The update to iOS 7 is huge. I feel like I’ve read a few thousand articles about each of the new features — from the new multi-tasking to Notification Centre — but very few articles about the new apps in iOS 7. That needs to change. After all, these are the very first stock iOS apps to be designed from the get-go with the big screen in mind. Let’s not forget that the iPad wasn’t around until iOS 4.
Over the years, a lot of us have replaced the stock iOS apps on our iPads with apps that were more aesthetically beautiful or functional. iOS 7 is such a significant change that it’s time to revisit those stock apps and see if they’re worth keeping around. Without further ado, read on for our thoughts on the iPad’s stock apps.
In 2007, the world was a different place. The App Store didn’t exist yet, and the iPhone had just been announced. Steve Jobs wanted consumers to fill their iPhones with web apps. Before they debuted the App Store, Apple tried to prove that web apps could be as easy to use and as responsive as native apps. Although web apps didn’t succeed the way Jobs originally intended them to, that doesn’t mean they’re not worth exploring.
In the last two articles on digital publishing and the iPad, we took in-depth looks at a lot of apps that offer magazine services on iOS, including Zinio, apps on Apple’s Newsstand, and Flipboard. They’re just the beginning of the digital publishing movement. Magazine publishers all over the world are also investing in HTML-based web apps that come with a lot of benefits for both them and readers. But there are two big questions everybody always asks about web apps, even my own mother when I explained this article to her: “What is it; why bother?” and “Are they better than the apps I’ve already got installed on my iPad?” Read on to get my take on it.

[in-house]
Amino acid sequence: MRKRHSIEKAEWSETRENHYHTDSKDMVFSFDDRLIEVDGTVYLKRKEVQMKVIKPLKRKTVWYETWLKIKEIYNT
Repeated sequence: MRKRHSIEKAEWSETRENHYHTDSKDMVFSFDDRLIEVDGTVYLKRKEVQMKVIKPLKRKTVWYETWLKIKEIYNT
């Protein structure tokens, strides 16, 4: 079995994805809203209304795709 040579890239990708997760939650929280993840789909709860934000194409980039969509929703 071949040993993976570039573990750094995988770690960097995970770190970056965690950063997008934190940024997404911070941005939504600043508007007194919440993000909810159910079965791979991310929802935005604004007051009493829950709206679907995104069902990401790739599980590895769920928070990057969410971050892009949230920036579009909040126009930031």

When asked why Apple didn’t license its Macintosh operating system, Steve Jobs always quoted Alan Kay: “People who are serious about software should build their own hardware.” In the same sense, his Newsstand app on the iPad is starting to fuel a similar revolution amongst writers. If fact, if I may approximate the quote for my own purposes, it’s become my belief that if you love writing, you should want to build the content platform yourself.
With Newsstand, this is exactly the sort of creative thinking Apple is fostering.
Welcome back to our discussion on the iPad and digital publications. In our first article, we took a look at the current state of affairs and analyzed the difficulties the platform has faced in its first few years. In part two, I’ll be walking you through the advancements many publications have made using Newsstand as their backend. Keep reading to find out more about how the iPad is changing the publication industry.
Since the introduction of the iPad in 2010, the state of digital publishing has gone through a lot of radical changes. Not unlike the shift towards “buy once and watch everywhere” in the movie industry, magazine publishers have had to account for the adjusted expectations of consumers.